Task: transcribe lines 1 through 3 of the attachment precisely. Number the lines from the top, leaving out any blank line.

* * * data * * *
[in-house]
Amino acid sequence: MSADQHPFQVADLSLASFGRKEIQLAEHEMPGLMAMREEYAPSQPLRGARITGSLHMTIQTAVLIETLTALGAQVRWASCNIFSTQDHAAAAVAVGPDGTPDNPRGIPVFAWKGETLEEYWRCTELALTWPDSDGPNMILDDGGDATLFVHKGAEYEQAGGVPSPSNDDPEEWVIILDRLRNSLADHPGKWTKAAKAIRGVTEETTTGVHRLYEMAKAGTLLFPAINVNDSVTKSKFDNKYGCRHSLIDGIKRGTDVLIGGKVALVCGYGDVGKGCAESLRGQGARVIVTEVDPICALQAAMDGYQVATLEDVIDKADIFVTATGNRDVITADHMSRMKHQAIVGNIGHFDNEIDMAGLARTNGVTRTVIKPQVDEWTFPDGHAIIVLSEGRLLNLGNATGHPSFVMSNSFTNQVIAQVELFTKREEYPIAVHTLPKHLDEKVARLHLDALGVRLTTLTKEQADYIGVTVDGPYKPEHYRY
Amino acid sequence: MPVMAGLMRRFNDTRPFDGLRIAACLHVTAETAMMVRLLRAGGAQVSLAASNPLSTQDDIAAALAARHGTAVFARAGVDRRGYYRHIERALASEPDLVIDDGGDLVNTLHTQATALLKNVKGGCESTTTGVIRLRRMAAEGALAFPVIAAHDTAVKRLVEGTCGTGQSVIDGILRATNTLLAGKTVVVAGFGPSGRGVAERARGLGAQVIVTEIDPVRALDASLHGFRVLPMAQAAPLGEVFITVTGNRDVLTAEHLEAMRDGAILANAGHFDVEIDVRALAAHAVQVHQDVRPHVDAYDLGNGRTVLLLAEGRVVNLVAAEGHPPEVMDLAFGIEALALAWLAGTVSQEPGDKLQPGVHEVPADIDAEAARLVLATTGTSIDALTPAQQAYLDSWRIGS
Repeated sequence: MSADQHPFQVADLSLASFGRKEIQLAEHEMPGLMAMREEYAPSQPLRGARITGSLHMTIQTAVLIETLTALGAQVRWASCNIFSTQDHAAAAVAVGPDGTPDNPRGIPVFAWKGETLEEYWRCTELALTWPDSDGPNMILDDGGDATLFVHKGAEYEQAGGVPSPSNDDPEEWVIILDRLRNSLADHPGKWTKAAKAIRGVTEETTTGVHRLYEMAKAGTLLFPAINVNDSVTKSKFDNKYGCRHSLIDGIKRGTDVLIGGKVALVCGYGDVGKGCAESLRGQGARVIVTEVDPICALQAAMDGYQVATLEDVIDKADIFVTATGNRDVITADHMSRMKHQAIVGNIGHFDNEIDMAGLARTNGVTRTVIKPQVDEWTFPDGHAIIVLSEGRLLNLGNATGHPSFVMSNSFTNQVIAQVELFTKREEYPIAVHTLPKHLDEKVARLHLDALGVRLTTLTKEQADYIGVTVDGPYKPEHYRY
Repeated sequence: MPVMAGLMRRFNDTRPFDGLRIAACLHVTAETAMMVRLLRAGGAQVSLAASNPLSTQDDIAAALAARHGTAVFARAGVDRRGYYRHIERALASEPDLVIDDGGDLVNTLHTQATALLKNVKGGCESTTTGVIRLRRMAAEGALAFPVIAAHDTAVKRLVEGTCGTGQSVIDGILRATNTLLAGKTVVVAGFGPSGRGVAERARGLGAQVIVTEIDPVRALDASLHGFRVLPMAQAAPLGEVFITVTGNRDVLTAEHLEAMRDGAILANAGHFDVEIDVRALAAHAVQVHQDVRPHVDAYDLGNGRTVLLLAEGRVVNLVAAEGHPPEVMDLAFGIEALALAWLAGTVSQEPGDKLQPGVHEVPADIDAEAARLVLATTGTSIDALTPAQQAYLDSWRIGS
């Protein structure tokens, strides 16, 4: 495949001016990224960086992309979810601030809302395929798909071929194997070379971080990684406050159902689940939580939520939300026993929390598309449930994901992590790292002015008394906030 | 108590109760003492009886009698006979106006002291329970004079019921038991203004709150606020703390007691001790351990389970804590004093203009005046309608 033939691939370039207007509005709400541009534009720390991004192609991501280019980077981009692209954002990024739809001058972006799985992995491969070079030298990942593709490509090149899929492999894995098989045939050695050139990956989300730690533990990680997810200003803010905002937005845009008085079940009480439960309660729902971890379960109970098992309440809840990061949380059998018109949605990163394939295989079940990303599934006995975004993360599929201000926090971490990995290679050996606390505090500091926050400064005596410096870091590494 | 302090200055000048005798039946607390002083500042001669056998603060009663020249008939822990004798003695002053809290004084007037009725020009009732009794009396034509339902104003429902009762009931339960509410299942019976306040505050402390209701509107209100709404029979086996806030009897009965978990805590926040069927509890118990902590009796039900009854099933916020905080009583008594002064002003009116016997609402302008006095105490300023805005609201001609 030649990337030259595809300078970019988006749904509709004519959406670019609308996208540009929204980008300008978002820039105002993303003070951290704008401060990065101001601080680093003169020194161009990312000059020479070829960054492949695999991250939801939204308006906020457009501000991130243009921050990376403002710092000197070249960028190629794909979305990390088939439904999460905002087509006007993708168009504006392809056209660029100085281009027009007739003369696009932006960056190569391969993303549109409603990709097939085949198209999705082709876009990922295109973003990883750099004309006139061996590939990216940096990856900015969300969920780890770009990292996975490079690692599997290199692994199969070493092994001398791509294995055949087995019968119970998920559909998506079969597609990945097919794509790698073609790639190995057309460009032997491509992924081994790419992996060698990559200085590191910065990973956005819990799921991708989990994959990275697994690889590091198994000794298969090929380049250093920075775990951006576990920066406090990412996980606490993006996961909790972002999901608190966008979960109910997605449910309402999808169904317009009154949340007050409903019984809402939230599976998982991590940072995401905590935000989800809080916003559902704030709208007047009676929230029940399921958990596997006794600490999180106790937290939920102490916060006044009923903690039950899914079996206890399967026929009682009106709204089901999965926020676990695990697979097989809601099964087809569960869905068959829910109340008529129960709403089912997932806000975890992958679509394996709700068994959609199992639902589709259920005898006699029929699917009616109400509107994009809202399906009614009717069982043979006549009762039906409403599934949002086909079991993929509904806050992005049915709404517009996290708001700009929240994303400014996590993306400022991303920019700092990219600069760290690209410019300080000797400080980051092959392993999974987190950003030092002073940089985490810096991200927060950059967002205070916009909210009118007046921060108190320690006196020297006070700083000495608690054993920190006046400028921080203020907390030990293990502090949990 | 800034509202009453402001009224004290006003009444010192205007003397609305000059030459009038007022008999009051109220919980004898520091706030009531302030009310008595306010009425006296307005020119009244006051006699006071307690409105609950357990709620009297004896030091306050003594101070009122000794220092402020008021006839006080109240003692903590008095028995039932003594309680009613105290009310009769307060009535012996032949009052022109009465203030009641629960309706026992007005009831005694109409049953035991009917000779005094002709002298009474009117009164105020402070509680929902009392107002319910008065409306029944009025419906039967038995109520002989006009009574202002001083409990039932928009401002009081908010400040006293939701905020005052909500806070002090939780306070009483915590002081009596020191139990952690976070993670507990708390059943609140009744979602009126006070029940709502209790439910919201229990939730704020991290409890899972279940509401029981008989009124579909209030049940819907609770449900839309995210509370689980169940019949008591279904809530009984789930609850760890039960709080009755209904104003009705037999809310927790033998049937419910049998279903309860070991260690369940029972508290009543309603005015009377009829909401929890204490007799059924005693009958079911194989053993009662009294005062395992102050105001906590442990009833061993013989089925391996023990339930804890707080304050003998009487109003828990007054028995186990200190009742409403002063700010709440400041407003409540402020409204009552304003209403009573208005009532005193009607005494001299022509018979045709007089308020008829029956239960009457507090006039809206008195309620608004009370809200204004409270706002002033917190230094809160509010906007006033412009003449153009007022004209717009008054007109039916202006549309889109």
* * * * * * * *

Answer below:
[in-house]
Amino acid sequence: MSADQHPFQVADLSLASFGRKEIQLAEHEMPGLMAMREEYAPSQPLRGARITGSLHMTIQTAVLIETLTALGAQVRWASCNIFSTQDHAAAAVAVGPDGTPDNPRGIPVFAWKGETLEEYWRCTELALTWPDSDGPNMILDDGGDATLFVHKGAEYEQAGGVPSPSNDDPEEWVIILDRLRNSLADHPGKWTKAAKAIRGVTEETTTGVHRLYEMAKAGTLLFPAINVNDSVTKSKFDNKYGCRHSLIDGIKRGTDVLIGGKVALVCGYGDVGKGCAESLRGQGARVIVTEVDPICALQAAMDGYQVATLEDVIDKADIFVTATGNRDVITADHMSRMKHQAIVGNIGHFDNEIDMAGLARTNGVTRTVIKPQVDEWTFPDGHAIIVLSEGRLLNLGNATGHPSFVMSNSFTNQVIAQVELFTKREEYPIAVHTLPKHLDEKVARLHLDALGVRLTTLTKEQADYIGVTVDGPYKPEHYRY
Amino acid sequence: MPVMAGLMRRFNDTRPFDGLRIAACLHVTAETAMMVRLLRAGGAQVSLAASNPLSTQDDIAAALAARHGTAVFARAGVDRRGYYRHIERALASEPDLVIDDGGDLVNTLHTQATALLKNVKGGCESTTTGVIRLRRMAAEGALAFPVIAAHDTAVKRLVEGTCGTGQSVIDGILRATNTLLAGKTVVVAGFGPSGRGVAERARGLGAQVIVTEIDPVRALDASLHGFRVLPMAQAAPLGEVFITVTGNRDVLTAEHLEAMRDGAILANAGHFDVEIDVRALAAHAVQVHQDVRPHVDAYDLGNGRTVLLLAEGRVVNLVAAEGHPPEVMDLAFGIEALALAWLAGTVSQEPGDKLQPGVHEVPADIDAEAARLVLATTGTSIDALTPAQQAYLDSWRIGS